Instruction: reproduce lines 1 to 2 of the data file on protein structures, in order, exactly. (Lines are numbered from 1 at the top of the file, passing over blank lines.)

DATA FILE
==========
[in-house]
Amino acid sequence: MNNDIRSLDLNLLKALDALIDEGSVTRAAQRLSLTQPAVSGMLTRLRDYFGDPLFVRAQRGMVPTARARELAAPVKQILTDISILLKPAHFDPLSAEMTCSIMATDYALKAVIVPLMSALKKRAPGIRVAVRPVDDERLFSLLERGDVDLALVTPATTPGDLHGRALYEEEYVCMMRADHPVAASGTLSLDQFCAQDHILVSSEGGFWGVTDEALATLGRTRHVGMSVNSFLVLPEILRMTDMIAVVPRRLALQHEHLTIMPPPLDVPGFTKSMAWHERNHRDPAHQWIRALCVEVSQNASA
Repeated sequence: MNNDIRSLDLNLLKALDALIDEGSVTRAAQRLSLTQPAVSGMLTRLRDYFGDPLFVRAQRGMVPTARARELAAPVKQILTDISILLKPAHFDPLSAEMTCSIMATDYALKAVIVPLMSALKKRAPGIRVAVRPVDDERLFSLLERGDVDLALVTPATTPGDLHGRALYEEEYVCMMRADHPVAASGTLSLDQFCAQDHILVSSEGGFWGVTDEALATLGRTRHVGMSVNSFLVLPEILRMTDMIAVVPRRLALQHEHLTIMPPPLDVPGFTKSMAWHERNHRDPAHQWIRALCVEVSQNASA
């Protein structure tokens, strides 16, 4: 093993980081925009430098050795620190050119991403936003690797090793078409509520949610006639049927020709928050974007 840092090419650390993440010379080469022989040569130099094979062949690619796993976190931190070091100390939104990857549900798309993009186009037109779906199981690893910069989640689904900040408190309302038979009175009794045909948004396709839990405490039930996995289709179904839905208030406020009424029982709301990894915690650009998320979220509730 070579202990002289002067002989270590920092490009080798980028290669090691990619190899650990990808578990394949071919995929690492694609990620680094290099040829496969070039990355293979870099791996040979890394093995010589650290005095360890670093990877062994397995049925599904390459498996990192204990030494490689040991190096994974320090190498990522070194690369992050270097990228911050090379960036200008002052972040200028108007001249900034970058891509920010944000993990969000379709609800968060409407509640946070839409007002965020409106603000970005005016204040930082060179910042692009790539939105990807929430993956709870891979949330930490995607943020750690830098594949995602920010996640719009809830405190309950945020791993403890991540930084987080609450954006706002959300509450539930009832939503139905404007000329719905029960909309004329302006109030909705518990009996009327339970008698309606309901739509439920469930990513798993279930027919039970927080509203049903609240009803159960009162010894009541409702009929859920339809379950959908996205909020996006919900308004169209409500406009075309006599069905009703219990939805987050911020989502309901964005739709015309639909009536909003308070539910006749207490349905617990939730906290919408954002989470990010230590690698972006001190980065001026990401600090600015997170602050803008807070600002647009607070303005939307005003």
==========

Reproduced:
[in-house]
Amino acid sequence: MNNDIRSLDLNLLKALDALIDEGSVTRAAQRLSLTQPAVSGMLTRLRDYFGDPLFVRAQRGMVPTARARELAAPVKQILTDISILLKPAHFDPLSAEMTCSIMATDYALKAVIVPLMSALKKRAPGIRVAVRPVDDERLFSLLERGDVDLALVTPATTPGDLHGRALYEEEYVCMMRADHPVAASGTLSLDQFCAQDHILVSSEGGFWGVTDEALATLGRTRHVGMSVNSFLVLPEILRMTDMIAVVPRRLALQHEHLTIMPPPLDVPGFTKSMAWHERNHRDPAHQWIRALCVEVSQNASA